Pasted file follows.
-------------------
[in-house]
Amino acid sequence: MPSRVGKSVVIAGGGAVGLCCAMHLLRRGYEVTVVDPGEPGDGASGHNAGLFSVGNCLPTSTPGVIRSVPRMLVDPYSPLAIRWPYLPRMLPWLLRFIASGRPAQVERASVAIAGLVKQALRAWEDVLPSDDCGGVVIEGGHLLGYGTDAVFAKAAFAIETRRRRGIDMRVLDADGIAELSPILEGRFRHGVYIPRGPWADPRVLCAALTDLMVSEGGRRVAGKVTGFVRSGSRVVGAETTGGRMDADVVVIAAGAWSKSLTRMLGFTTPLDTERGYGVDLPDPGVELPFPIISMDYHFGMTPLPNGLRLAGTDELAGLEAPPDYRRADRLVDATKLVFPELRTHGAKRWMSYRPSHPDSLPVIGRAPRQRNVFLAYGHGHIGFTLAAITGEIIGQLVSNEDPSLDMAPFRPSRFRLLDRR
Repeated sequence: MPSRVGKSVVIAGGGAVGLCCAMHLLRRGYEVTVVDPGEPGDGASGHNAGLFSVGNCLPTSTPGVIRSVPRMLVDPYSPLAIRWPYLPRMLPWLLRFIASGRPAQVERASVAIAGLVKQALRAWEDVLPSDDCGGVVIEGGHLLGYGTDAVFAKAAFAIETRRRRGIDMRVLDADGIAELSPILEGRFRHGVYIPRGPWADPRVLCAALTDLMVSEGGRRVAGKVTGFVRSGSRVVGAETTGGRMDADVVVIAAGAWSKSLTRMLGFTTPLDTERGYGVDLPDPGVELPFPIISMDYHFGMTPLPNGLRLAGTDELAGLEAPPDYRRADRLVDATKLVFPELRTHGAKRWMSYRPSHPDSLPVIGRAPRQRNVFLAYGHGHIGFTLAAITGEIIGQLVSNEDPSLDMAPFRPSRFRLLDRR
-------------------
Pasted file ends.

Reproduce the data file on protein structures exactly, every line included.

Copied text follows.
[in-house]
Amino acid sequence: MPSRVGKSVVIAGGGAVGLCCAMHLLRRGYEVTVVDPGEPGDGASGHNAGLFSVGNCLPTSTPGVIRSVPRMLVDPYSPLAIRWPYLPRMLPWLLRFIASGRPAQVERASVAIAGLVKQALRAWEDVLPSDDCGGVVIEGGHLLGYGTDAVFAKAAFAIETRRRRGIDMRVLDADGIAELSPILEGRFRHGVYIPRGPWADPRVLCAALTDLMVSEGGRRVAGKVTGFVRSGSRVVGAETTGGRMDADVVVIAAGAWSKSLTRMLGFTTPLDTERGYGVDLPDPGVELPFPIISMDYHFGMTPLPNGLRLAGTDELAGLEAPPDYRRADRLVDATKLVFPELRTHGAKRWMSYRPSHPDSLPVIGRAPRQRNVFLAYGHGHIGFTLAAITGEIIGQLVSNEDPSLDMAPFRPSRFRLLDRR
Repeated sequence: MPSRVGKSVVIAGGGAVGLCCAMHLLRRGYEVTVVDPGEPGDGASGHNAGLFSVGNCLPTSTPGVIRSVPRMLVDPYSPLAIRWPYLPRMLPWLLRFIASGRPAQVERASVAIAGLVKQALRAWEDVLPSDDCGGVVIEGGHLLGYGTDAVFAKAAFAIETRRRRGIDMRVLDADGIAELSPILEGRFRHGVYIPRGPWADPRVLCAALTDLMVSEGGRRVAGKVTGFVRSGSRVVGAETTGGRMDADVVVIAAGAWSKSLTRMLGFTTPLDTERGYGVDLPDPGVELPFPIISMDYHFGMTPLPNGLRLAGTDELAGLEAPPDYRRADRLVDATKLVFPELRTHGAKRWMSYRPSHPDSLPVIGRAPRQRNVFLAYGHGHIGFTLAAITGEIIGQLVSNEDPSLDMAPFRPSRFRLLDRR